Because she was warned her husband likely wouldn't make it, she mentioned to hospital staff early on her and Chris' wishes of donating his organs, she said.

She also dressed Chris in his “Superdad” T-shirt and had their kids wear their Superman shirts before saying goodbye Saturday, Jackie added.

"My husband was huge on Superman and comic superheroes, and he wore Superman shirts at least twice a week," she said. "Superman was his idol and the epitome of what he wanted to be: a humble hero whose purpose was to better the world around him."

Chris kept over 10,000 comics in their bedroom, dressed as Superman every Halloween and would play superhero games with his kids, Jackie said, adding that you never would have known he was a former Marine because he was so goofy and happy-go-lucky.

"In true superhero fashion, Chris passed away, but he saved two lives after donating his kidneys," Jackie added.

Chris and Jackie competed in national autocross competitions through the Sports Car Club of America. Autocross racers drive through challenging courses designated by traffic cones at speeds no greater than legal highway driving, according to the SCCA.

"Organ donation was something Chris and I were really passionate about," Jackie said. "When we first met when I was his car-racing teacher we both saw that we were donors on our licenses, had a whole conversation about it and clicked from there."

The Kmetz family has received a ton of support from friends on Facebook, many of whom have changed their profile pictures to a white Superman logo with text saying, "Be a superhero. Be like Chris Kmetz. Become a donor."

The commemorative logo was also made into a sticker that the couple's circle of racing friends can put on their cars.

"I'll have the sticker on his blue race car, which I'm going to drive," Jackie said. "It's going to be hard, that first race without him there, but I know he'd want me to keep doing it."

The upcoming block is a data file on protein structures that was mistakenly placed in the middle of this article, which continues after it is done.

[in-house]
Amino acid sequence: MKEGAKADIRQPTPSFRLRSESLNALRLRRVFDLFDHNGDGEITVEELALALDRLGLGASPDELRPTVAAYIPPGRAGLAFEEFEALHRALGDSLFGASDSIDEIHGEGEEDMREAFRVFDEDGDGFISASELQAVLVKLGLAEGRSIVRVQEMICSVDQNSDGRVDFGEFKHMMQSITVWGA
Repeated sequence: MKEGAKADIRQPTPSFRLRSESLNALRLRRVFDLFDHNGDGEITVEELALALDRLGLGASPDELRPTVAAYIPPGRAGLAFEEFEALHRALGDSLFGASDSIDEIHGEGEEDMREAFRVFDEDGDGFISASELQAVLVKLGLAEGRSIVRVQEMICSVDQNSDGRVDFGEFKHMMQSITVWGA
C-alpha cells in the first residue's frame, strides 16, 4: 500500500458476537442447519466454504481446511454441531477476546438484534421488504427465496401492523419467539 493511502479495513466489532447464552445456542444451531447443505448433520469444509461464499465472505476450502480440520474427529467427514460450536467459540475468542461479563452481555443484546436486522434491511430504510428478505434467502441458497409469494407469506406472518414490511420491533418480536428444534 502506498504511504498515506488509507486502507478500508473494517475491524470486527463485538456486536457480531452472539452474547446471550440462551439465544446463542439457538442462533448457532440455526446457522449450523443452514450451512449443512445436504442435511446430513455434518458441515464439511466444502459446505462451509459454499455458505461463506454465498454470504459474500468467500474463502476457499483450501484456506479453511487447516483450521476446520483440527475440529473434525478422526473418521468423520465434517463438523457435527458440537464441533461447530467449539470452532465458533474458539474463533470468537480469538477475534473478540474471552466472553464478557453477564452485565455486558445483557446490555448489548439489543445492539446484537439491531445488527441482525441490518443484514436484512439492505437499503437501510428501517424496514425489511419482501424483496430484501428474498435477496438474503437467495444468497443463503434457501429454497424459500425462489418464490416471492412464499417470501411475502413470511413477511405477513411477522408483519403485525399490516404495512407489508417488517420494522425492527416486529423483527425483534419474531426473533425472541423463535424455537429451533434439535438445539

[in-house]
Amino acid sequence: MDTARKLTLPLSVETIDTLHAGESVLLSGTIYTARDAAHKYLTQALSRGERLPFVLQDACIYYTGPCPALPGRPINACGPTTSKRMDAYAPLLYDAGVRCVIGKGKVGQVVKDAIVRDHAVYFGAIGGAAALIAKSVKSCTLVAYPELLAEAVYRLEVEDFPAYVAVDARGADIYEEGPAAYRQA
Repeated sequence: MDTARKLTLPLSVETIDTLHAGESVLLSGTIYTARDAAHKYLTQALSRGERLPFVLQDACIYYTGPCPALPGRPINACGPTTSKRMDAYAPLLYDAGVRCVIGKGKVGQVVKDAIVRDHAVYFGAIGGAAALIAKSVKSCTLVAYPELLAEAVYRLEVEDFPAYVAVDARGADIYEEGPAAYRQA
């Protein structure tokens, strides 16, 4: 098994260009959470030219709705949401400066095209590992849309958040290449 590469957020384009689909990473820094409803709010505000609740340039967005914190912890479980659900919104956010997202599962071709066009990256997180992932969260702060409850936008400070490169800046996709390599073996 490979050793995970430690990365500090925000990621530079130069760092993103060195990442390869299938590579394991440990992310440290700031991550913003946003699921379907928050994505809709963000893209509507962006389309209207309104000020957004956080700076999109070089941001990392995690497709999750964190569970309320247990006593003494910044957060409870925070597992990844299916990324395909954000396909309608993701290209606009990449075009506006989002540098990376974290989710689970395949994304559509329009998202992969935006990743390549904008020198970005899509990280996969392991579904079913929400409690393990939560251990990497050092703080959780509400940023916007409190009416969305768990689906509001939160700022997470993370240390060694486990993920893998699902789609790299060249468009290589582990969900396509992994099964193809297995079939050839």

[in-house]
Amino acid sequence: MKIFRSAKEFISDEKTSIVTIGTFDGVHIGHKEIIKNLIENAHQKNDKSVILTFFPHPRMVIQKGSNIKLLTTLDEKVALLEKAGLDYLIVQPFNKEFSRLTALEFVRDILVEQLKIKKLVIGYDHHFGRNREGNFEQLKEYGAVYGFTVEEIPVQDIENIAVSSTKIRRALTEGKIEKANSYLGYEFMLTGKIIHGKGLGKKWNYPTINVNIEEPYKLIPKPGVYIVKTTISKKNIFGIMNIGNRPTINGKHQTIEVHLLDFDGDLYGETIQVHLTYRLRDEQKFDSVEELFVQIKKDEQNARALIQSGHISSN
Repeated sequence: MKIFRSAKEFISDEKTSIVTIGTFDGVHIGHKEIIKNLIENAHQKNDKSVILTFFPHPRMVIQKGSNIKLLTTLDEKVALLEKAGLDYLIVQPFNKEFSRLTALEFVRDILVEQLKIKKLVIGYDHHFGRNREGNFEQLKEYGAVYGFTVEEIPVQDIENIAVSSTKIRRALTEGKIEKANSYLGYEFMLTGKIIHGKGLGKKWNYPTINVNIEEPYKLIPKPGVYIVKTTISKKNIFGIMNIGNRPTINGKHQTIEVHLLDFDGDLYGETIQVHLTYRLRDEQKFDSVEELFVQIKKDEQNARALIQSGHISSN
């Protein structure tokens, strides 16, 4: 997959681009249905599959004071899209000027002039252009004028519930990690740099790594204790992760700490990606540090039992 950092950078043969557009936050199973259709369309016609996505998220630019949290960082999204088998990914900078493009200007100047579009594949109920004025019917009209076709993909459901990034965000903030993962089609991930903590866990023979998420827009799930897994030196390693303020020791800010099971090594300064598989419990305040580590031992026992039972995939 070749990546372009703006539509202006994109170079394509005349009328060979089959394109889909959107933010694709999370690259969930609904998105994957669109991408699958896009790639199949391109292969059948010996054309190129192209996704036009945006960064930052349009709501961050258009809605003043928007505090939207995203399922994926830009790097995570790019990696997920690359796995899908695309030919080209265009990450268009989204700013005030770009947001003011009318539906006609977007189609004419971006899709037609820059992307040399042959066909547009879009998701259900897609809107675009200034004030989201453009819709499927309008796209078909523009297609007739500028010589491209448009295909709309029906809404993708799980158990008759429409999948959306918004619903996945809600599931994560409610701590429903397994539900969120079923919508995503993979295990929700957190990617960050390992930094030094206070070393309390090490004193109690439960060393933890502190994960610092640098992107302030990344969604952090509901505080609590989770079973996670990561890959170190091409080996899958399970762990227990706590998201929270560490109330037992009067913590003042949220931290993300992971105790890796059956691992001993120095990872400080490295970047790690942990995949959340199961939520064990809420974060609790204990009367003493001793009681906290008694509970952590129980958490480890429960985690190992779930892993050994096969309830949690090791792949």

Jackie said she hopes Chris' story will touch more lives and inspire more people to register to be organ donors because only relatively few organ donors can save lives because of rigid requirements such as the time that passes between a donor's death and the possible transplant.

Only an estimated 1 to 2 percent of organ donors die in a way that they can be an organ donor, United Network for Organ Sharing spokeswoman Anne Paschke told ABC News on Thursday.

You can register to become an organ donor online at Donate Life.

Jackie said she wants Chris to know he continues to be a true superhero, and she's going to miss her best friend and sweet dad to their children.

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Last Ebola Patient in Liberia Leaves Treatment Ward

Carielle Doe for ABC News(MONROVIA, Liberia) -- The final Ebola patient in Liberia is back home and Ebola-free.

Beatrice Yardolo, 58, spent 16 days in a Chinese Ebola treatment unit, but she returned home on Thursday, singing and dancing while her husband looked on and cried.

The Yardolo family caught the deadly virus from their son, who had been working in another Ebola treatment clinic. Three of their children died in January and February, Yardolo told ABC News. In the days after her foster daughter died, she started to have Ebola symptoms and decided she needed to go to the Ebola treatment unit.

She said the doctors at the Chinese Ebola treatment unit in Monrovia saved her life.